Georges Rouault, The Old King, 1937
Anaïs Nin operating her handpress and setting type for Winter of Artifice in Macdougal Street Studio, 1944
Tilla Durieux as Circe, by Franz von Stuck, 1913
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Furisode (long-sleeved kimono), 19th century, Japan. “Long-sleeved light blue silk satin robe (furisode) with design of sprays of narcissus and lines suggesting water embroidered with green, white and yellow silk.”
MFA. (William Sturgis Bigelow Collection)
(Source: whoamitofeelsopretty, via faggot-interrupted)
Could you single out one recommendation that in your opinion, greatly increases ones digital privacy significantly and if you can, please explain how this can be achieved.
[–]jenvalentino[S] 11 points 3 hours ago*
I think it’s important to consider something called a “threat model.” In other words, you need to determine what kind of surveillance worries you, and what type of surveillance you’re most likely to see.
For many people, this will just mean that they want to make sure tracking companies don’t have information about them that could be used to influence the deals and offers they get. THAT mostly requires deleting cookies and using tools like Disconnect and Ghostery.
Other people might want to protect their Web browsing further and really be anonymized as much as possible. That requires something called Tor.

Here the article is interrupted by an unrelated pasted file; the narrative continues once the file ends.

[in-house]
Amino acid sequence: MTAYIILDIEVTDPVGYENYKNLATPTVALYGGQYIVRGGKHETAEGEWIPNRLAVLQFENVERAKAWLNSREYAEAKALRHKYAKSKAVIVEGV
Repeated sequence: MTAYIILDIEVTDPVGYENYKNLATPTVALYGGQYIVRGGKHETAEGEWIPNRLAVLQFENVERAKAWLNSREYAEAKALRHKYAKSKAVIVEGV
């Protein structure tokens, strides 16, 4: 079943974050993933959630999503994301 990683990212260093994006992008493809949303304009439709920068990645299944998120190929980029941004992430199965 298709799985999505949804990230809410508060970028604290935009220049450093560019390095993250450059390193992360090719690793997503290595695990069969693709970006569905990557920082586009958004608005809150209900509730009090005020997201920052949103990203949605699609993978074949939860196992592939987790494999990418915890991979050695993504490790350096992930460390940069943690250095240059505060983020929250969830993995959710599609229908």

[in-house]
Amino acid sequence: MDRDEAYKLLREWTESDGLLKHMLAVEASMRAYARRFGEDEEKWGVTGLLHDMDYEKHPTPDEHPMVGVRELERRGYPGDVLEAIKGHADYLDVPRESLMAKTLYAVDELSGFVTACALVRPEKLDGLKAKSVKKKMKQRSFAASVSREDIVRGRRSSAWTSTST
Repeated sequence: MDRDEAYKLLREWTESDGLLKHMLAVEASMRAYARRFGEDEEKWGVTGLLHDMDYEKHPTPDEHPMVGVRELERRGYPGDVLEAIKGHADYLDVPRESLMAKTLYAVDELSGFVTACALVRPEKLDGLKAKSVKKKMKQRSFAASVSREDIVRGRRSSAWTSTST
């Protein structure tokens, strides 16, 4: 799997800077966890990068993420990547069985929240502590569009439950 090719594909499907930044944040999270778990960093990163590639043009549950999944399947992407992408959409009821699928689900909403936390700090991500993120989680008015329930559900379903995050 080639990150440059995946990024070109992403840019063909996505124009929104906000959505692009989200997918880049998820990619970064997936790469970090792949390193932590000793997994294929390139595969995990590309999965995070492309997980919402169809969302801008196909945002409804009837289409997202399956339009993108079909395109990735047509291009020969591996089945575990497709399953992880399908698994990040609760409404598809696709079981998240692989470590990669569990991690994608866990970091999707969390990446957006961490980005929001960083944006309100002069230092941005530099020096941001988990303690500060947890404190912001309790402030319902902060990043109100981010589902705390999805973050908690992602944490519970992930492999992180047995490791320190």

Then beyond that, you can use encryption. I find that a great introductory encryption tool is something called CryptoCat. That allows you to conduct encrypted chats and have cat emoticons. This is a good way to ease yourself into understanding that you can, indeed, use this sort of thing.
Beyond even that, you can check out Adium and Pidgin and something called OTR (off the record) chat. There is an IM server, jabber.ccc.de, that is quite good about not logging, etc. A hacker called The Grugq, who is good at this stuff, recommends using Pidgin and OTR over Tor and creating multiple jabber.ccc.de addresses. He also recommends CryptoCat used over Tor.
And you can use PGP or GPG encryption for email and other things. I wrote up some instructions on it on my personal blog, but it’s a little out-of-date. Could be helpful, though.
But all that said, if you are really in danger, be careful about relying on any of these things. There was a huge brouhaha over CryptoCat, for example, and whether it was safe enough for dissidents to use. The creators of that really do warn people whose lives are in danger, for example during the Arab Spring, that they should be careful about anything.
If someone is really after you, well, that’s probably beyond a Reddit thread.
But anyway, that gives you an idea of threat modeling and the depths to which you can g — I am Jennifer Valentino-DeVries, a reporter and co-author of the WSJ award-winning series on digital privacy, “What They Know” - AMA! : IAmA
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